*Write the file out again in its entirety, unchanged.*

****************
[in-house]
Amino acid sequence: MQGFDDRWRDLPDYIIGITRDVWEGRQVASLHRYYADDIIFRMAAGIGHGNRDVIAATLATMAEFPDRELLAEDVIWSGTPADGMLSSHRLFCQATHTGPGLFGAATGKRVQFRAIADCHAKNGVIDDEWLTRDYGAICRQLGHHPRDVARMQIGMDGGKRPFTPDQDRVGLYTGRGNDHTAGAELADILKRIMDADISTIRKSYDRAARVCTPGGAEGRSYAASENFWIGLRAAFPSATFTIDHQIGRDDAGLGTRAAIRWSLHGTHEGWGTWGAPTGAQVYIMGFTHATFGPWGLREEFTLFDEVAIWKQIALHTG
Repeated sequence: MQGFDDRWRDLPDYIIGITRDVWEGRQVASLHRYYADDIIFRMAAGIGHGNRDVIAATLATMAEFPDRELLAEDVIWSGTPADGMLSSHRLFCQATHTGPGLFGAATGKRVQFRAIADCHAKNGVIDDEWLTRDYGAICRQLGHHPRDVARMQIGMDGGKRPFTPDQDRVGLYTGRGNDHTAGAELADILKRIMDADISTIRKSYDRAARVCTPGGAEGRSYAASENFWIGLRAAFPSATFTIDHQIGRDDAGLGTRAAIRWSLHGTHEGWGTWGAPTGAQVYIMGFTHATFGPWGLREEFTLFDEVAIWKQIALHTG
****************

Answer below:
[in-house]
Amino acid sequence: MQGFDDRWRDLPDYIIGITRDVWEGRQVASLHRYYADDIIFRMAAGIGHGNRDVIAATLATMAEFPDRELLAEDVIWSGTPADGMLSSHRLFCQATHTGPGLFGAATGKRVQFRAIADCHAKNGVIDDEWLTRDYGAICRQLGHHPRDVARMQIGMDGGKRPFTPDQDRVGLYTGRGNDHTAGAELADILKRIMDADISTIRKSYDRAARVCTPGGAEGRSYAASENFWIGLRAAFPSATFTIDHQIGRDDAGLGTRAAIRWSLHGTHEGWGTWGAPTGAQVYIMGFTHATFGPWGLREEFTLFDEVAIWKQIALHTG
Repeated sequence: MQGFDDRWRDLPDYIIGITRDVWEGRQVASLHRYYADDIIFRMAAGIGHGNRDVIAATLATMAEFPDRELLAEDVIWSGTPADGMLSSHRLFCQATHTGPGLFGAATGKRVQFRAIADCHAKNGVIDDEWLTRDYGAICRQLGHHPRDVARMQIGMDGGKRPFTPDQDRVGLYTGRGNDHTAGAELADILKRIMDADISTIRKSYDRAARVCTPGGAEGRSYAASENFWIGLRAAFPSATFTIDHQIGRDDAGLGTRAAIRWSLHGTHEGWGTWGAPTGAQVYIMGFTHATFGPWGLREEFTLFDEVAIWKQIALHTG